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Why I Believe DSPs Need Extra Training on Mental Health Issues

Image by Gerd Altmann from Pixabay

DSP stands for Direct Support Professional. Most people with this job title help care for and support individuals who have been diagnosed with intellectual and/or mental health disorders who could also have a physical disability as well. Most individuals who receive this level of care reside in residential group homes that have been purchased by an agency who is in charge of providing care to the individual in question.

There could be anywhere from one, two, to even four or more individuals residing within one group home, and the number of DSPs assigned to that house depends on the level of care that the individuals need. Sometimes the clients are 1:1 which means one staff per one client. Sometimes an individual could also have a 2:1 ratio meaning two staff are needed for one individual.

A goal to being a DSP is to try to help the individual(s) under your care try to lead and live as normal a life as possible while trying to maximize the individual’s independence in hopes that they could live outside of a residential group home facility one day in the future. It’s about helping others live the way you would want to live and about treating those you care for with respect just as you would like to be respected. It’s about helping someone else get the most out of their life when they might not be able to do it for themselves.

I have worked as a DSP for several agencies and facilities and I was even a Senior DSP once and pretty much ran a group home on my own with minimal help from the lazy program director I had to report to. Before you are allowed to work as a DSP, you have to take and pass several trainings such as CPR, First Aid, and Medication Administration just to name a few. These trainings really can teach you a lot, but the one subject that should be touched on a lot more thoroughly is mental health related topics that can help DSPs better understand the individuals they’ll be serving.

These companies should teach more than blocking attacks and hits from an angry and upset client, such as teaching DSPs anxiety and stress reduction methods and skills that they could help teach to the people they care for during those mentally challenging times or to use before a crisis is in full blown effect. Anything that could help the client regain their composure before things get out of hand would be helpful to teach to DSPs. It’s like taking preventative measures instead of waiting for things to get out of control first.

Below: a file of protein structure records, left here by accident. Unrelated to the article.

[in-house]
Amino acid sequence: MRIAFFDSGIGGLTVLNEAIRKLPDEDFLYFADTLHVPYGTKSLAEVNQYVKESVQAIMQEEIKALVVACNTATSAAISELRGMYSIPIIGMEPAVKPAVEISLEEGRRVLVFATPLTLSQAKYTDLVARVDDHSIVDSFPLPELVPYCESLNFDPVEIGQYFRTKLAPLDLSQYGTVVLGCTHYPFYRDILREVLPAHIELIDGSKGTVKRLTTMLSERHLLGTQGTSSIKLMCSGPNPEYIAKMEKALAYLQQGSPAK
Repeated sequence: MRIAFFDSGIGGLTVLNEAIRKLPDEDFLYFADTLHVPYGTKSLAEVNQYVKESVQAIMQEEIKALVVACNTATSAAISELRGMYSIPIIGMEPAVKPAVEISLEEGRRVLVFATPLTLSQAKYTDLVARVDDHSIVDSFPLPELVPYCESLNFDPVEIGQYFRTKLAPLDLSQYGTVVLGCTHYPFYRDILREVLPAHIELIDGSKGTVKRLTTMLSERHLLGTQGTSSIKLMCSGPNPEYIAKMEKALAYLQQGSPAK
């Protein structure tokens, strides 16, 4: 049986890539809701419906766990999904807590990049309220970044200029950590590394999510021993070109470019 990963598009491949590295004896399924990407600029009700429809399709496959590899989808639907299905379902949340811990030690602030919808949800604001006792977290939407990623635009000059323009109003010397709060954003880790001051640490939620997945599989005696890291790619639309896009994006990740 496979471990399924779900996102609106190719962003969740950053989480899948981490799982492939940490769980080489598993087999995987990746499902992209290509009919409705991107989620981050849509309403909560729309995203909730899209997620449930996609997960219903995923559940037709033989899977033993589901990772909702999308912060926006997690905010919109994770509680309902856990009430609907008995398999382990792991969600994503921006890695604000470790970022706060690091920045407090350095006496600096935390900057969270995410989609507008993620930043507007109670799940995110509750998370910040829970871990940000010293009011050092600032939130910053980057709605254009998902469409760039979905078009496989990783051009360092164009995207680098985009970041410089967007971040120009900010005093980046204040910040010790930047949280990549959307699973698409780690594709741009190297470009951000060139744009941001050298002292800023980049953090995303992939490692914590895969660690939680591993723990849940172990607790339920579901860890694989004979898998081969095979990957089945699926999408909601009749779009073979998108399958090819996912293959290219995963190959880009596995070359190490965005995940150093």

For most agencies that hire DSPs, they do give new hires their clients ISP (Individual Support Plan) which has background information on the individual, it talks about their medical history, known behaviors, the clients likes and dislikes, as well as other useful information. They fill you in on the clients’ primary diagnoses too and the meds they are on for it but they do not give the DSP any additional information about their clients diagnoses and how it affects the person they’ll care for. Not everyone who has the same diagnosis will feel things the same exact way as everyone else and this is because everyone is born unique and deals in their own way that is special to them.

It’s easier to understand and care for someone when you are able to understand them better. And learning more about the client’s diagnoses could help with some of that understanding which could lead to overall better and more effective care.  Most of these trainings that DSPs have to go through might brush on mental health topics but they don’t usually really get into a full-blown mental health discussion that could offer insight into what it’s like living with a mental illness or ways to help those we care for when it comes to their mental wellbeing.

I have seen far too many people start working as a DSP in group homes who knew next to nothing about mental health disorders or how to even interact with someone who has a mental health disorder without making the person in question feel outcasted or like they are different from everyone else because of their mental illness.

These same people tend to lack the knowledge needed to fully be able to help a client who is headed toward a mental crisis since they were never really taught how to deal with mental health emergencies in the first place. These same people tend to look at every outburst the client has as the client just acting badly without trying to figure out the root cause of the behavior in order to actually be able to help the individual instead of just trying to tell the individual to calm down over and over again until things either blow up worse or eventually calm down again.

But if each new DSP would be offered additional training regarding their individuals full diagnosis list and received trainings for those specific diagnosis’s including signs and symptoms to look out for, red flags to look out for, ways to help the individual cope with specific symptoms as they arise including what coping skills have helped them in the past and which ones didn’t work so great so that everyone is on the same page. They should also offer trainings on how to talk with the individuals about their mental health concerns so the clients feel more comfortable telling staff when they aren’t feeling like themselves if they are able to vocalize their feelings, wants, and needs because not all clients have the ability to talk to be able to communicate what’s bothering them.

These mental health trainings should also need to be taken by administrative staff and all management team members as well. While I was working as a Senior DSP back in 2017, I was appalled by my immediate supervisor and the program director’s reaction to a panic attack I had while on shift. They are the higher ups and they both have been in the field for much longer than I have. But their reaction proved to me how little both of them understand what it’s like living with mental illnesses and, in turn, how little they understand they people they are supposed to be supporting and caring for as well. They shunned me for having a panic attack, told me it was unprofessional, and then they gave me a pamphlet about a counseling service that was offered through the company.